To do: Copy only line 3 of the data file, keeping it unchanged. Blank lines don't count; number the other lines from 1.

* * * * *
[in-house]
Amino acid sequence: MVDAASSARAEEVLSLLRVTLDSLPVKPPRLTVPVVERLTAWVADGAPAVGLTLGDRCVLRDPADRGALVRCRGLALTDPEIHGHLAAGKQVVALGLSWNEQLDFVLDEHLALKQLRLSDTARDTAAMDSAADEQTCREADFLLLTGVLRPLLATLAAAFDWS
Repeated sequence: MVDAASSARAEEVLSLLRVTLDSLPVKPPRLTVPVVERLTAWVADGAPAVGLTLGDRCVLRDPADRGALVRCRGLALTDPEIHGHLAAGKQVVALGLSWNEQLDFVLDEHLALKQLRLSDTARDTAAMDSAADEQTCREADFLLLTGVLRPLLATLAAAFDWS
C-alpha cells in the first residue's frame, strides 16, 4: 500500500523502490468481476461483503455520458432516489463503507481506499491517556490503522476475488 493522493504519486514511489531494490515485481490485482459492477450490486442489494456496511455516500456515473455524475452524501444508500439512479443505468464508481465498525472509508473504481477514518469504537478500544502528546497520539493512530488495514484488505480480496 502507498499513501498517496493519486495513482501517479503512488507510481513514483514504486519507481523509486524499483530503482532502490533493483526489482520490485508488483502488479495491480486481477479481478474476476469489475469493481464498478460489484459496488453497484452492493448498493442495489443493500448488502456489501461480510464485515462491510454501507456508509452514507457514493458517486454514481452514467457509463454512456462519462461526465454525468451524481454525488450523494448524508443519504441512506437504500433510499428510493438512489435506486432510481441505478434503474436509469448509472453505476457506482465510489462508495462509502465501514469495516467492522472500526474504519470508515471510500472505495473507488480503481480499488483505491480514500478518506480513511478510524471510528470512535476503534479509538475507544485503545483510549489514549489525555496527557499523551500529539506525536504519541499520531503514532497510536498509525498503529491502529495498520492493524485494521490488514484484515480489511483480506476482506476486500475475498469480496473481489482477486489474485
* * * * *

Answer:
Repeated sequence: MVDAASSARAEEVLSLLRVTLDSLPVKPPRLTVPVVERLTAWVADGAPAVGLTLGDRCVLRDPADRGALVRCRGLALTDPEIHGHLAAGKQVVALGLSWNEQLDFVLDEHLALKQLRLSDTARDTAAMDSAADEQTCREADFLLLTGVLRPLLATLAAAFDWS